With the federal election now in the rear view mirror, Albertans will not see significant impact coming its way anytime soon.
As Jim Groom, political scientists at Medicine Hat College, sees it, there will not a lot of change for Albertans
“It’ll be fairly the same as it has been in the past because a lot of the things that are impacting us here directly, the federal government didn’t have much control over anyway,” said Groom.
Groom says the Liberal government impact will be with the potential go ahead of the Trans-Mountain Pipeline going through.
The holdup might be the federal courts saying the Liberals have not met the requirements and will continue to review the project.
Southern Albertans might not take a greater interest in Ottawa because there is no Liberal representation.
“I think they probably recognize that there’s not going to be change anytime soon,” said Groom.
“It keeps us out of the cabinet. At least in the last election we had two members in the cabinet. We at least had somebody at the table and that’s where all the decisions are made. Having the natural resources minister, Mr. Amarjeet Sohi in Edmonton, at least had some sort of direct contact. (Then) here we don’t we have an MP we can talk to at this point.”
Groom described the election as “really rancorous.”
“They got right into it with each other,” said Groom.
“It just wasn’t the policy they were criticizing, it was the person they were criticizing and that crosses a line to an extent where it makes it hard to patch those things up.”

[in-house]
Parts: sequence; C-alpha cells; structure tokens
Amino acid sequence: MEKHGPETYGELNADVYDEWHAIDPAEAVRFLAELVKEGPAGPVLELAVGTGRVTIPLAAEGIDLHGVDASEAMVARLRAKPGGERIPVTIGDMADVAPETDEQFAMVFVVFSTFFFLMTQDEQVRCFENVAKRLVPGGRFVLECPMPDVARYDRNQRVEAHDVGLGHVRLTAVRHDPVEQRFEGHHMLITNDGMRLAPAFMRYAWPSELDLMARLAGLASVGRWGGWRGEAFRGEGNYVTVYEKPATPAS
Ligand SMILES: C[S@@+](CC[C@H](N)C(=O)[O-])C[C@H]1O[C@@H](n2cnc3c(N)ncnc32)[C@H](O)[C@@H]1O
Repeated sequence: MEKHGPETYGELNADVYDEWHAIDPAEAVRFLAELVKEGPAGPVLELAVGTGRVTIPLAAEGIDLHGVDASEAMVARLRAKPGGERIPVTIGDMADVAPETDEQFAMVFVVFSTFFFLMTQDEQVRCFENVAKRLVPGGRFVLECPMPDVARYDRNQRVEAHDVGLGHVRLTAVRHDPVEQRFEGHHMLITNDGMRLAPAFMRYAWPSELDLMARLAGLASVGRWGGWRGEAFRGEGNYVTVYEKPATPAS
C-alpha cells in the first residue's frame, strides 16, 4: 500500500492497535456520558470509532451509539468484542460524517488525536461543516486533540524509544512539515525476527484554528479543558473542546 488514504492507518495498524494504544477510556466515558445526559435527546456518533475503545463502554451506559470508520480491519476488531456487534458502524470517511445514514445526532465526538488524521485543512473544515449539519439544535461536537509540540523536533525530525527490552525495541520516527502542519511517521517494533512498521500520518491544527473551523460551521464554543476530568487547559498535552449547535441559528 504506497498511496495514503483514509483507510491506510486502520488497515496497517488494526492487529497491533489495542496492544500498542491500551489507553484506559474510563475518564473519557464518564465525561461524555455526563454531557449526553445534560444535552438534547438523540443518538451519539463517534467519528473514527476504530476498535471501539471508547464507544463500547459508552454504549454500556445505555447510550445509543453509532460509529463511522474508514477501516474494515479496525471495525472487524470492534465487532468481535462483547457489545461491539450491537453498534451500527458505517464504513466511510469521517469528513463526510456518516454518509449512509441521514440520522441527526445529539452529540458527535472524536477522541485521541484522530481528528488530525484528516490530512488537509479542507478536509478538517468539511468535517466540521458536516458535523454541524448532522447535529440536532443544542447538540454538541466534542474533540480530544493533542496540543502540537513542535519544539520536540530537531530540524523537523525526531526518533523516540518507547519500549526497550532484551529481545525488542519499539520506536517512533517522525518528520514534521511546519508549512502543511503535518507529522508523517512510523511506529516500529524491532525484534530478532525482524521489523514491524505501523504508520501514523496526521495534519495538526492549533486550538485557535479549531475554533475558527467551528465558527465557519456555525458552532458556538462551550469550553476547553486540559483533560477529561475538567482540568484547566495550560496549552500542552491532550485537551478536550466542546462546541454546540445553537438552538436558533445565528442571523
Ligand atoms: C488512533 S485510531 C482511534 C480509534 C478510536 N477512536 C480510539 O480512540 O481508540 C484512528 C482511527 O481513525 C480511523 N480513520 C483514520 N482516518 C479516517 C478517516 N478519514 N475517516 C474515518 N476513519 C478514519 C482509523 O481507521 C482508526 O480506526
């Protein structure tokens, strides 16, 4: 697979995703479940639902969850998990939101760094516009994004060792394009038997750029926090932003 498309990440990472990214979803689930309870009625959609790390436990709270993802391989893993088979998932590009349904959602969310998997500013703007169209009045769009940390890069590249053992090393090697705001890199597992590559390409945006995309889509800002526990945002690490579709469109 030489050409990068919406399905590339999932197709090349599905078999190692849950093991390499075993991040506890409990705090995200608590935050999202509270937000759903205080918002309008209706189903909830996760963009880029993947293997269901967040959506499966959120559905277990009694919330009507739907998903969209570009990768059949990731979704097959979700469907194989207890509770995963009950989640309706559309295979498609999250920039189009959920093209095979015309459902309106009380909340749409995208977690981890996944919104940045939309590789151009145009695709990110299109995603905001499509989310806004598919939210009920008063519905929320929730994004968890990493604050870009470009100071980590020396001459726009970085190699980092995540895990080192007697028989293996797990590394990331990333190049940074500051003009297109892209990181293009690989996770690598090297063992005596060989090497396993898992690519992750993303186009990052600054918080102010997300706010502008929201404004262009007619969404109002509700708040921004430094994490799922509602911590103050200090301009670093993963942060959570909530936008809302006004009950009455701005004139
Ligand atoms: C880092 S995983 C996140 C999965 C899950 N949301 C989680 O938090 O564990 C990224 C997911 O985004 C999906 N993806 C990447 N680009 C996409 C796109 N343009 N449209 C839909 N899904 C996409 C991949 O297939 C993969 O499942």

Groom says Trudeau will visit Alberta, but he will be in hostile territory with a majority of the province being Conservative blue.
“It’s kind of like going to enemy territory,” said Groom.
“To go and see Jason Kenney is not going to be a friendly situation. Kenney went to the point where he campaigned for the Conservatives. To come out and talk to anybody out here , the whole place is Conservative. You can’t ignore Saskatchewan and Alberta. You’ve got to come out and do some visitations and reinsure you’re their prime minister.”
The Conservatives are the official opposition again and leader Andrew Scheer will be there for now.
“(Andrew)Scheer will be a caretaker leader for a couple of years,” said Groom.
“They have to have a leadership review in a year because that’s in their constitution. At that point, he’ll get a 50 or 60 per cent rating. He’ll say no I’ll need a firm 90 per cent to keep going. He’ll tender his resignation or advice he’ll resign. He’ll be the care taker until they do that.”
With the Liberals winning a minority government, there is a possibility of another election being called in the near future.
But for mosy parties the money is not on their side to go through another campaign so soon.
“All the parties except the Conservatives are pretty much out of money. They aren’t flush for cash,” he said.
“The NDP didn’t raise very much money compared to some of the other ones. They could only use a plane for the last half of their campaign because they didn’t have enough money for a plane in the first place.”